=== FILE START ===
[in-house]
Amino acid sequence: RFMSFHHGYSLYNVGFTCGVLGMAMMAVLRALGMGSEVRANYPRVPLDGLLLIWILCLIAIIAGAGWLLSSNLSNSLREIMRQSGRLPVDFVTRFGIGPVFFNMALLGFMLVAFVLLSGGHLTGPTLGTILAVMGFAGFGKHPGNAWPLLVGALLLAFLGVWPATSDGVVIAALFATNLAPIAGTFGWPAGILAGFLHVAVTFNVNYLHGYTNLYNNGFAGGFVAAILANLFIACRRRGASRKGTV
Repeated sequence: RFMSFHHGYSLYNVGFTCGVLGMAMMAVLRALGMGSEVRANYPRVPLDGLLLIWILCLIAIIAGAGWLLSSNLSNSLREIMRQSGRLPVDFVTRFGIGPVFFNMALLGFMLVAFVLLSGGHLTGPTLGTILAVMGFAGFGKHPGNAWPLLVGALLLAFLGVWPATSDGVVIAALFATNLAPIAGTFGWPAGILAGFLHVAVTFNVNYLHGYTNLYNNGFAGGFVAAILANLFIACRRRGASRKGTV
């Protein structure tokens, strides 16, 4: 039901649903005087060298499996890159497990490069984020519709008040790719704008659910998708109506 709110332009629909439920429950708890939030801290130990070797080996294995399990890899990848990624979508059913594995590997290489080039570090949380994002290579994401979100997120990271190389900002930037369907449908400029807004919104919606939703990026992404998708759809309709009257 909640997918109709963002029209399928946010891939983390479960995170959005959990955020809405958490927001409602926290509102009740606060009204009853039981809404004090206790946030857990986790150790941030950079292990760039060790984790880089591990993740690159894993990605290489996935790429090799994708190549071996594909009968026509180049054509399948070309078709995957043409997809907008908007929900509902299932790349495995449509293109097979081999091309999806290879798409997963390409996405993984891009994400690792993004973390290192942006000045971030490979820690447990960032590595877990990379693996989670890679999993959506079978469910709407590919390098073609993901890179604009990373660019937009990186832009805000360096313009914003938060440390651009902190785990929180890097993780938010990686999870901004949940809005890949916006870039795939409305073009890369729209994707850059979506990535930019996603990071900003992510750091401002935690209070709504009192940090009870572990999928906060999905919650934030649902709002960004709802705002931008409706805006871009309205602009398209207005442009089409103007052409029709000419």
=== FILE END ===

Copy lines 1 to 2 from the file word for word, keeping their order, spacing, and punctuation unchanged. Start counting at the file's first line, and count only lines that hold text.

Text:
[in-house]
Amino acid sequence: RFMSFHHGYSLYNVGFTCGVLGMAMMAVLRALGMGSEVRANYPRVPLDGLLLIWILCLIAIIAGAGWLLSSNLSNSLREIMRQSGRLPVDFVTRFGIGPVFFNMALLGFMLVAFVLLSGGHLTGPTLGTILAVMGFAGFGKHPGNAWPLLVGALLLAFLGVWPATSDGVVIAALFATNLAPIAGTFGWPAGILAGFLHVAVTFNVNYLHGYTNLYNNGFAGGFVAAILANLFIACRRRGASRKGTV